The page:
As a tropical-medicine specialist, I first heard about the rash of cholera from newspapers. It was a big story because the circumstances of the outbreak were so unusual. Nobody expects to get cholera on an airplane.
The disease typically occurs in regions where diarrheal illnesses spread easily because of inadequate sanitation. As many as 2 million infants and toddlers in developing countries still succumb to diarrhea every year. Most of these deaths are not from cholera, however. While the intestinal pathogens Rotavirus and toxin-producing Escherichia coli are pervasive in hygiene-poor countries, cholera is more often a sporadic wildfire that snakes through high-risk settings and even crosses oceans. When it's not wreaking havoc in a favela or a refugee camp, the organism's usual survival strategy is to hide out in brackish waters affixed to the horny exoskeletons of plankton and shellfish, an ancient form of bacterial hibernation.
What cholera and harmful E. coli have in common is a poison (also known as an enterotoxin) that binds to the inner lining of the small intestine. As a result, fluid and electrolytes are secreted rather than absorbed, and the affected gut gushes like a broken fire hydrant. Cholera toxin in particular is so potent that some victims purge as much as a liter per hour of nearly clear diarrhea, known to medical officers during the British raj as rice-water stool. Even today, if patients in this subgroup don't receive intravenous fluids or down massive amounts of a glucose-electrolyte solution like that found in popular sports drinks, they can die from desiccation.
Sadly, the grandfather from Flight 386 turned out to be a textbook example of a worst case. Three days after becoming infected, his blood pressure became dangerously low, his pulse weak and thready, his bowel bulging with fluid, while paradoxically, his oral membranes were so dry that one examiner's tongue depressor stuck to the roof of his mouth. By the time he reached an intensive care unit, he was comatose, and his tissues were dangerously acidic. Despite heroic rescue efforts, he died within hours.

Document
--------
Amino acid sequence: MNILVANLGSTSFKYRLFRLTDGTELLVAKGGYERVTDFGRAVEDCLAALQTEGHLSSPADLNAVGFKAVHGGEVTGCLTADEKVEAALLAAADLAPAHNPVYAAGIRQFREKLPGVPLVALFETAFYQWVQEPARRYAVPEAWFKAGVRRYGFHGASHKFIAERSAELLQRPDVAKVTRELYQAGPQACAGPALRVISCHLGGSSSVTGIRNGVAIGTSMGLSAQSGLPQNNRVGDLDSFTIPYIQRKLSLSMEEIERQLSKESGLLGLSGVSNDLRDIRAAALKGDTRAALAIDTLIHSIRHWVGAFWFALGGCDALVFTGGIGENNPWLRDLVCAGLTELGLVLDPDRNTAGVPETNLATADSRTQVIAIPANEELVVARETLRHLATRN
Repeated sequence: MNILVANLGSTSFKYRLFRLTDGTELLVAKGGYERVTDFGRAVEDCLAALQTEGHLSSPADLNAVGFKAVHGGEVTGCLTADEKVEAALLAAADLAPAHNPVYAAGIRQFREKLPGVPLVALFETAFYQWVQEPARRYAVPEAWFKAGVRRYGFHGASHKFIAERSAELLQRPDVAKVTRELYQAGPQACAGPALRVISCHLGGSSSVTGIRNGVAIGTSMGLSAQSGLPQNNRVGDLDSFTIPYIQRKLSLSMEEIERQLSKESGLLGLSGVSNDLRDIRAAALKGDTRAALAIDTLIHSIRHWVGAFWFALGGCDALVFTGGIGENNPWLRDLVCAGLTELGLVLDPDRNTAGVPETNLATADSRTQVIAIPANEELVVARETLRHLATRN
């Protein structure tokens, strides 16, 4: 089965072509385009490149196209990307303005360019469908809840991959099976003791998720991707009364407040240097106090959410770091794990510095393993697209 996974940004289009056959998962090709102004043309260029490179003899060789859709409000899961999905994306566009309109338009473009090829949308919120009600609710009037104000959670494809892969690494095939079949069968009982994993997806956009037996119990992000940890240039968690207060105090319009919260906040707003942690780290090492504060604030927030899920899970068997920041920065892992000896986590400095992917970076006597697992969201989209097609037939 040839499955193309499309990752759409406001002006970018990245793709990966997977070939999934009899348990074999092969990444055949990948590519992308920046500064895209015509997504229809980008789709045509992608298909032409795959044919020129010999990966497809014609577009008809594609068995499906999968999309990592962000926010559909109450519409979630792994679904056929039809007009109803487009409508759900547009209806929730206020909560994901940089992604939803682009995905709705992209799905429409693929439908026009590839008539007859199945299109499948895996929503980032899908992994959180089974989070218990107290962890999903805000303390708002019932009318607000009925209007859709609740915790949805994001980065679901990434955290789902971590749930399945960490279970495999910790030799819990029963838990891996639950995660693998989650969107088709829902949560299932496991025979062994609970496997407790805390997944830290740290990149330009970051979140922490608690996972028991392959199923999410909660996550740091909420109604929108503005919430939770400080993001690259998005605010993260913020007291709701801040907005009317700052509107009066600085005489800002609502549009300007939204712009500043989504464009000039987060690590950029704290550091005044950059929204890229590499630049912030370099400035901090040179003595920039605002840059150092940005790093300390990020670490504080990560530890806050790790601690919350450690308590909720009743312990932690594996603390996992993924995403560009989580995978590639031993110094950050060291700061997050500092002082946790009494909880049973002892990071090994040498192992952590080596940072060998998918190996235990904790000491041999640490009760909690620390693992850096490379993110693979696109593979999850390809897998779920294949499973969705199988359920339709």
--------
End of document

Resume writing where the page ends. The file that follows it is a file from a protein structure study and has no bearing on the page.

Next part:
Several years later, I received a phone call from the director of a nearby family-practice training program. "How would you like to discuss a case of traveler's diarrhea in next week's Grand Rounds?" he asked. "Sure," I said. "Just fax me the write-up." Soon I was reading about a middle-aged woman who had recently returned from El Salvador. On her flight to Los Angeles, she developed abdominal pain, vomiting, and profuse, watery diarrhea. After three days, too weak to even hold up her head, she was brought to the hospital. Her lab values told the rest of the story. Her blood was highly concentrated, her potassium dangerously low, and her kidneys had nearly shut down.
This has got to be cholera, I thought. I wonder how the residents handled the case?
The following week, my question was answered when two young doctors-in-training stepped to the podium. What they described next would make any residency director glow with pride. Suspecting cholera from the outset, they infused six liters of an intravenous glucose-electrolyte solution known as Ringer's lactate solution, inserted a urinary catheter and a rectaI tube, and then meticulously charted I's and 0's (medicalese for"intake" and "output") through all orifices in order to replace the exact amount of fluid needed. They also started doxycycline, an antibiotic that lessens cholera's overwhelming fluid loss as well as its bacterial stool count. Their management was flawless. Slowly, the patient's kidneys began to work again, and her diarrhea abated. Five days later, the patient walked out of the hospital vibrant and well.
Of course, a little credit also goes to Flight 386. Where I live, it made cholera a household word.